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Vagus Nerve Stimulation and Depression: Conflict of Interest's "Perfect Storm"?: Page 4 of 4

Vagus Nerve Stimulation and Depression: Conflict of Interest's "Perfect Storm"?: Page 4 of 4

Adequate disclosure is a good way to minimize the negative effects of conflict of interest, but--as we have seen in this review--there is much disagreement about what constitutes adequate disclosure. My own perspective is informed by my responsibilities as editor of a newsletter that eschews pharmaceutical funding, and thus my opinions are oriented to more, rather than less, disclosure. A proposal of what I feel editors should request from authors can be found in the Table.

Recommended author disclosures
    1. Authors should be required to disclose all financial relationships with any
    commercial health care entity.
    Journal editors should decide which relationships are relevant to the content of the article; they can publish whichever disclosures they believe are most likely to present relevant conflicts of interest.

    2. Detailed authorship disclosures should be required. The author responsible for the first draft should ordinarily be the first author listed, since the first draft forms the backbone of the finished article and the writer of the first draft generally does most of the hard work of literature review and synthesis. Therefore, each author's specific contribution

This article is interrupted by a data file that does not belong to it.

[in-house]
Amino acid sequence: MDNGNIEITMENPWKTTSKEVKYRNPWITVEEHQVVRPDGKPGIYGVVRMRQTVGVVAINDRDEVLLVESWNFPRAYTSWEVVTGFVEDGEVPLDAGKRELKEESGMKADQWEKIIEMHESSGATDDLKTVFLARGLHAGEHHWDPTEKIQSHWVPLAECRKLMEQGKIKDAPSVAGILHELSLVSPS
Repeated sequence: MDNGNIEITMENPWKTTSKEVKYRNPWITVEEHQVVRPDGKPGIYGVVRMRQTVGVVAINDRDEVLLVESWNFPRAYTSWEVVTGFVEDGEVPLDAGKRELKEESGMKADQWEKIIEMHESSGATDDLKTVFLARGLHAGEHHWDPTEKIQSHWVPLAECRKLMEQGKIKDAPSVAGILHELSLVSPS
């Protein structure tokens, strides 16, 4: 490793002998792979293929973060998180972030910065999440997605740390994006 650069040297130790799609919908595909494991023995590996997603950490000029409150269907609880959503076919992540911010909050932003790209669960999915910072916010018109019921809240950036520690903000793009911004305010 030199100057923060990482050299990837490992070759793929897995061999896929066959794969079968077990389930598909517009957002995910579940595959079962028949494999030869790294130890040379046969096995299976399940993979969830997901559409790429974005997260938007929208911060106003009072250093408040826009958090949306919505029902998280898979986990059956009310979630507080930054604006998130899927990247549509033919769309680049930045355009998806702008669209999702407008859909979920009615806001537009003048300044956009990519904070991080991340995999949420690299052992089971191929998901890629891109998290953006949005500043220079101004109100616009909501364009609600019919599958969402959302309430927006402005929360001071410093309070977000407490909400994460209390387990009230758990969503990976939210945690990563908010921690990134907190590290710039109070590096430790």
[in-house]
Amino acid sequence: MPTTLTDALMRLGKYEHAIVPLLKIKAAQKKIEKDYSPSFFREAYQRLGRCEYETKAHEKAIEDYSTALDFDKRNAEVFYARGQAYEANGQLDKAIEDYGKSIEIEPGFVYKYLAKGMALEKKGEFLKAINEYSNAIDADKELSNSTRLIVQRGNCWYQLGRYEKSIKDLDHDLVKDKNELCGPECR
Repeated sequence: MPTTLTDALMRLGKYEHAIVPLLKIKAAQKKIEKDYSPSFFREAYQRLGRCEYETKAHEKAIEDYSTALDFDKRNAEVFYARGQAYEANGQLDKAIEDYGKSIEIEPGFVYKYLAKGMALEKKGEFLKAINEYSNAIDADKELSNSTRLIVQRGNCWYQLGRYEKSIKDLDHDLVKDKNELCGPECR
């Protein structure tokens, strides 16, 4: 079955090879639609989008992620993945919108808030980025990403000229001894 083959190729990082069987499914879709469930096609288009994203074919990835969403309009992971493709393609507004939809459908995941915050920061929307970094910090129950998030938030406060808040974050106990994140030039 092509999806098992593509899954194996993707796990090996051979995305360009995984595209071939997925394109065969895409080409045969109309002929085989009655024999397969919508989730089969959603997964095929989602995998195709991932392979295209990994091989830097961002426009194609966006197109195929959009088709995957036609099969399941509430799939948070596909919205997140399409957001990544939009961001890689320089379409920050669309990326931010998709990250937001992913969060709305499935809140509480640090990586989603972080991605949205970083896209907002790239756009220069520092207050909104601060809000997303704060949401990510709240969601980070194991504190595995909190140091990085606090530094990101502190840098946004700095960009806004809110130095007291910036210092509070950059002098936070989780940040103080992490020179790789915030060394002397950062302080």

should be disclosed; it will be up to the editor to decide whether all of this information
    is relevant enough to merit printing.

    3. Compensation disclosures should be required. This can take the form of broad
    ranges rather than specific dollar amounts, but an indication of the scale of financial
    compensation is crucial in judging the likelihood of bias.


Clearly, psychiatry is in crisis. Many of our top academic leaders appear willing to sell themselves to the highest corporate bidder. However, since this is a crisis of ethics, it will not be resolved easily. A good start is to require meaningful disclosures so that readers can begin to regain their trust in the integrity of psychiatric opinions.

This is part 2 of a 2-part article on conflict of interest in psychiatry. Part 1, "Conflict of Interest in Psychiatry: How Much Disclosure is Necessary?" was published in the November issue of Psychiatric Times.

Dr Carlat is assistant clinical professor of psychiatry at Tufts University School of Medicine in Boston and is editor-in-chief of The Carlat Psychiatry Report. He reports no conflicts of interest concerning the subject matter of this article.



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